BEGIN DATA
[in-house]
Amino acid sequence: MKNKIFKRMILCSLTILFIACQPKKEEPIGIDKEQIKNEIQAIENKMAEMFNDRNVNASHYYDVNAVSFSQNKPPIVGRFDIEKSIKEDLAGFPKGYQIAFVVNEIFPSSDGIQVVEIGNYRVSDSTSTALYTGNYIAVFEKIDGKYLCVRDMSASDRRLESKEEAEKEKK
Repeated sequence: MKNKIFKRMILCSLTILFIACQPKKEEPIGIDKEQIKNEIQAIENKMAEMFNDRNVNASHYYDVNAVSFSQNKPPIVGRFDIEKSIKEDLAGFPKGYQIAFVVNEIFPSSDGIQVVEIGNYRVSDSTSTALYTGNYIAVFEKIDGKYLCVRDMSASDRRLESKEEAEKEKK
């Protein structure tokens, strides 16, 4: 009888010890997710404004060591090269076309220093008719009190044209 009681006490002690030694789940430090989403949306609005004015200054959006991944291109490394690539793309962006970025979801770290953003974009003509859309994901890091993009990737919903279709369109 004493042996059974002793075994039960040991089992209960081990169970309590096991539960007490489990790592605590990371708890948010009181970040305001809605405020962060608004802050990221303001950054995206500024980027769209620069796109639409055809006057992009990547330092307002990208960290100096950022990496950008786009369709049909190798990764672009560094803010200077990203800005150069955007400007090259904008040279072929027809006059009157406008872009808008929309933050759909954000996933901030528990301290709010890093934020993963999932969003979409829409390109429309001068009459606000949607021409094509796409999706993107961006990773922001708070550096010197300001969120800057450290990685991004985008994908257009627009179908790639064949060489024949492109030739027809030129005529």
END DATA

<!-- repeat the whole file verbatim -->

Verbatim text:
[in-house]
Amino acid sequence: MKNKIFKRMILCSLTILFIACQPKKEEPIGIDKEQIKNEIQAIENKMAEMFNDRNVNASHYYDVNAVSFSQNKPPIVGRFDIEKSIKEDLAGFPKGYQIAFVVNEIFPSSDGIQVVEIGNYRVSDSTSTALYTGNYIAVFEKIDGKYLCVRDMSASDRRLESKEEAEKEKK
Repeated sequence: MKNKIFKRMILCSLTILFIACQPKKEEPIGIDKEQIKNEIQAIENKMAEMFNDRNVNASHYYDVNAVSFSQNKPPIVGRFDIEKSIKEDLAGFPKGYQIAFVVNEIFPSSDGIQVVEIGNYRVSDSTSTALYTGNYIAVFEKIDGKYLCVRDMSASDRRLESKEEAEKEKK
């Protein structure tokens, strides 16, 4: 009888010890997710404004060591090269076309220093008719009190044209 009681006490002690030694789940430090989403949306609005004015200054959006991944291109490394690539793309962006970025979801770290953003974009003509859309994901890091993009990737919903279709369109 004493042996059974002793075994039960040991089992209960081990169970309590096991539960007490489990790592605590990371708890948010009181970040305001809605405020962060608004802050990221303001950054995206500024980027769209620069796109639409055809006057992009990547330092307002990208960290100096950022990496950008786009369709049909190798990764672009560094803010200077990203800005150069955007400007090259904008040279072929027809006059009157406008872009808008929309933050759909954000996933901030528990301290709010890093934020993963999932969003979409829409390109429309001068009459606000949607021409094509796409999706993107961006990773922001708070550096010197300001969120800057450290990685991004985008994908257009627009179908790639064949060489024949492109030739027809030129005529």